BRUSSELS (Reuters) - The European Commission could give Italy until January to make fiscal policy changes under an EU debt procedure, minutes of an EU meeting show, setting a relatively long deadline to help avert fines and any backlash from Rome’s eurosceptics.
Unless the government makes concessions this week on its spending plans for 2019 and 2020, the EU executive is expected to propose on July 2 that a disciplinary procedure be opened over Italy’s rising debt.
The procedure, which EU finance ministers would need to endorse at meetings on July 8-9, would force Italy to quickly tighten fiscal policy or face fines.
Under EU rules, once a disciplinary procedure is launched against a member state, the Commission can set tight deadlines for action. The shortest is three months, which would mean Rome would need to adopt new fiscal measures by October.
But Brussels is considering giving Italy six months to address the most urgent shortfalls, according to minutes of the Commission’s June 5 meeting that were published on Friday.
After that meeting, the Commission said a procedure against Italy was warranted because it had violated EU debt rules in 2018 and was forecast to go further beyond the agreed limits this year and next.
Italy’s debt grew to 132.2% of gross domestic product in 2018, more than twice the EU’s 60% ceiling, and is expected to rise even further, defying rules that say it should fall.
Commissioners at the meeting insisted that data underpinning the possible procedure could not be contested by Rome. But the minutes show the Commission was open to giving Italy more time to address shortfalls, in an attempt to avoid antagonising Italian eurosceptics.
Economic commissioner Pierre Moscovici said it was important to show Brussels was ready to listen “to avoid the Commission’s position being exploited for political ends in certain quarters in Italy,” according to the minutes.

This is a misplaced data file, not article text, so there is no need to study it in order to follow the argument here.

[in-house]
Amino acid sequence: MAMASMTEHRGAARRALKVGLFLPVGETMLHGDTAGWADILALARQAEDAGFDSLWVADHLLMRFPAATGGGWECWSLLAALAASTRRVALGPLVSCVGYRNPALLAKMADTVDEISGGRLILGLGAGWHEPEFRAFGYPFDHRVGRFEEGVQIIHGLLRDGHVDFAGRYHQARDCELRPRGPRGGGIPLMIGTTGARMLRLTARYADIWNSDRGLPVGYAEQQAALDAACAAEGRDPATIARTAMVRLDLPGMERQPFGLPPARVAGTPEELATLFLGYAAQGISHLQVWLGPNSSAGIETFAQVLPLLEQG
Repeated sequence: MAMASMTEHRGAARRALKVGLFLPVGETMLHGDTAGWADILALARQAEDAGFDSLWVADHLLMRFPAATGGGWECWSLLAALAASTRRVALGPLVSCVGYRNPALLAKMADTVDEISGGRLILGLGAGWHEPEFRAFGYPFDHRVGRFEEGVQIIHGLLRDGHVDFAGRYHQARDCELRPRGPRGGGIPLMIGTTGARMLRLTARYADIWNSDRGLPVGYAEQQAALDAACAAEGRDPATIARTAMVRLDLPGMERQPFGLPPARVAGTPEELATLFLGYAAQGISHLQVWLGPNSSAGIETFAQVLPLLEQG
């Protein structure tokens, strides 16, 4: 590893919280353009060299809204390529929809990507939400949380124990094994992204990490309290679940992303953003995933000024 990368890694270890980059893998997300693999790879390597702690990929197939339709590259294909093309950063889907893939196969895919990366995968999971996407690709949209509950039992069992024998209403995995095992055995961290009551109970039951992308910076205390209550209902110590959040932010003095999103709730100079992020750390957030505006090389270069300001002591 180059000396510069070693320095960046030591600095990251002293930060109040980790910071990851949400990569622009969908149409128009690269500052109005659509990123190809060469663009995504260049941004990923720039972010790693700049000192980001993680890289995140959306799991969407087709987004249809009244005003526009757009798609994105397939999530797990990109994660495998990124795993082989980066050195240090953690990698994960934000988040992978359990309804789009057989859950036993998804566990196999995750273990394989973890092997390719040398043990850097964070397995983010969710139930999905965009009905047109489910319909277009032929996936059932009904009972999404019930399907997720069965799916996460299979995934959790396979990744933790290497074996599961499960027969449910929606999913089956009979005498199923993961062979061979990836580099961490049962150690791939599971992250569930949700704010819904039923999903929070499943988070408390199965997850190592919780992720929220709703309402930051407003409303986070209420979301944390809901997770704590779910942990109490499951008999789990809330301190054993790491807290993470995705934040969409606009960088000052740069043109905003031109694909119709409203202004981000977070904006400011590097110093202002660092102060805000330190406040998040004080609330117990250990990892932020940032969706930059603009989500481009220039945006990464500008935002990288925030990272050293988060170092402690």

He said the Commission could propose a deadline of six months instead of three for the Italian government to take initial corrective measures. Under the procedure, other spending cuts or taxes would need to be adopted in following years.
The current Commission’s mandate ends in November, unless it is extended.
An EU official said a six-month deadline would allow the Commission to align its monitoring of Italy’s compliance with requirements under the possible procedure and Brussels’ regular annual assessment of the country’s budget, which must be approved by the Italian parliament by the end of the year.
Italy’s Deputy Prime Minister Matteo Salvini has repeatedly said EU fiscal rules are obsolete and is pushing for broad tax cuts that could further breach existing fiscal requirements.
But many in Italy want to avert the EU disciplinary action, which could push up the cost of servicing its debt, the EU’s second highest in proportion to output after bailed-out Greece.
A decision on whether to launch the procedure had initially been expected on June 25 but it was delayed pending the release of new Italian fiscal data on June 26, one EU official told Reuters last week.
Reporting by Francesco Guarascio; Additional reporting by Jan Strupczewski; Editing by Catherine Evans